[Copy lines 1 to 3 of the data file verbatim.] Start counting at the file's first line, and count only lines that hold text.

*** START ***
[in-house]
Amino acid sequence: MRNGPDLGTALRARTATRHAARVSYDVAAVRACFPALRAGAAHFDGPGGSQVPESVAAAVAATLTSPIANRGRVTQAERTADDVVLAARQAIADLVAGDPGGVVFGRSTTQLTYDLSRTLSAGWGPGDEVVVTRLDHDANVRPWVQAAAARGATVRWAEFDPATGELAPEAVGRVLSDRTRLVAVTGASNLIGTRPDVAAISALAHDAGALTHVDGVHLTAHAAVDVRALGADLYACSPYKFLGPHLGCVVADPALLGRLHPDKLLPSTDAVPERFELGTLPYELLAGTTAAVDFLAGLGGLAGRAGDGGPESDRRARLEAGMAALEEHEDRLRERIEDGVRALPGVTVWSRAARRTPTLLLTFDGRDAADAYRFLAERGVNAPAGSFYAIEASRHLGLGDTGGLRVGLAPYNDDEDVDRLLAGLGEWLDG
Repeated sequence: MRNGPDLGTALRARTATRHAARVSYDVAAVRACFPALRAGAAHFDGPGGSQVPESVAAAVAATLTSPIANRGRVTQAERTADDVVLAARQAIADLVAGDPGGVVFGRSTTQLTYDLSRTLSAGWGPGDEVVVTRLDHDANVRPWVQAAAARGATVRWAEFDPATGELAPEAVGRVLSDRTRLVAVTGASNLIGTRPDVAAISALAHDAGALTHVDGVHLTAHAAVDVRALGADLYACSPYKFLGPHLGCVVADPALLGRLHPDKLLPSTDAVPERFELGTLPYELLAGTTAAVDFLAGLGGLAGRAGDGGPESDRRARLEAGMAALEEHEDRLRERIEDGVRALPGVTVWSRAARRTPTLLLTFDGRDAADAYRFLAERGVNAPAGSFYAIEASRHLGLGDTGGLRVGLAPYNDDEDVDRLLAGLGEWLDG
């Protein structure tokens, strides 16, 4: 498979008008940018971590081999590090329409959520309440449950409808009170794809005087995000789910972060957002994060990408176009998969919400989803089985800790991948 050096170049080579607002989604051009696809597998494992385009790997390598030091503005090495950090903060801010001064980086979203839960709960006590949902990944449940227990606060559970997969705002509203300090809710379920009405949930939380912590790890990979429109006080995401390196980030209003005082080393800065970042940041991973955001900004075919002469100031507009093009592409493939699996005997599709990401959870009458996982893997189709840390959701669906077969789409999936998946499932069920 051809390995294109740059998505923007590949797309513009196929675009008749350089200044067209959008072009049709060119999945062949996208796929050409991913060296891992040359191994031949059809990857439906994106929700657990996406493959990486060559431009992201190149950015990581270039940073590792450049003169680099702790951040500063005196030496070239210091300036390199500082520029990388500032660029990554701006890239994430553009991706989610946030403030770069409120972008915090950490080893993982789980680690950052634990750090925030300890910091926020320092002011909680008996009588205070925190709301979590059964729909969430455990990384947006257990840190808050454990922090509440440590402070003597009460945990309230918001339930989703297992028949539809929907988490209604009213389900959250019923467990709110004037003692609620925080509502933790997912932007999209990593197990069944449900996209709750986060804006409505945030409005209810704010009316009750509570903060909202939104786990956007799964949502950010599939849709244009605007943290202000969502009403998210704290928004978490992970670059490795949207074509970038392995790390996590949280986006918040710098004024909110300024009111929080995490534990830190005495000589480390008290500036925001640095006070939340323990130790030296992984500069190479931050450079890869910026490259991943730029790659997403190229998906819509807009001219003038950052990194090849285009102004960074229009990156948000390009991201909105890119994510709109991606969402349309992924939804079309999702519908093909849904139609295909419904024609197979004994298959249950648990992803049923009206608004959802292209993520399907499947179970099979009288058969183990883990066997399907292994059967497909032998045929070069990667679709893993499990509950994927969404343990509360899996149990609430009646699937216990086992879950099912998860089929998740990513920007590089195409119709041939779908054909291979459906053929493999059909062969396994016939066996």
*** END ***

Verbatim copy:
[in-house]
Amino acid sequence: MRNGPDLGTALRARTATRHAARVSYDVAAVRACFPALRAGAAHFDGPGGSQVPESVAAAVAATLTSPIANRGRVTQAERTADDVVLAARQAIADLVAGDPGGVVFGRSTTQLTYDLSRTLSAGWGPGDEVVVTRLDHDANVRPWVQAAAARGATVRWAEFDPATGELAPEAVGRVLSDRTRLVAVTGASNLIGTRPDVAAISALAHDAGALTHVDGVHLTAHAAVDVRALGADLYACSPYKFLGPHLGCVVADPALLGRLHPDKLLPSTDAVPERFELGTLPYELLAGTTAAVDFLAGLGGLAGRAGDGGPESDRRARLEAGMAALEEHEDRLRERIEDGVRALPGVTVWSRAARRTPTLLLTFDGRDAADAYRFLAERGVNAPAGSFYAIEASRHLGLGDTGGLRVGLAPYNDDEDVDRLLAGLGEWLDG
Repeated sequence: MRNGPDLGTALRARTATRHAARVSYDVAAVRACFPALRAGAAHFDGPGGSQVPESVAAAVAATLTSPIANRGRVTQAERTADDVVLAARQAIADLVAGDPGGVVFGRSTTQLTYDLSRTLSAGWGPGDEVVVTRLDHDANVRPWVQAAAARGATVRWAEFDPATGELAPEAVGRVLSDRTRLVAVTGASNLIGTRPDVAAISALAHDAGALTHVDGVHLTAHAAVDVRALGADLYACSPYKFLGPHLGCVVADPALLGRLHPDKLLPSTDAVPERFELGTLPYELLAGTTAAVDFLAGLGGLAGRAGDGGPESDRRARLEAGMAALEEHEDRLRERIEDGVRALPGVTVWSRAARRTPTLLLTFDGRDAADAYRFLAERGVNAPAGSFYAIEASRHLGLGDTGGLRVGLAPYNDDEDVDRLLAGLGEWLDG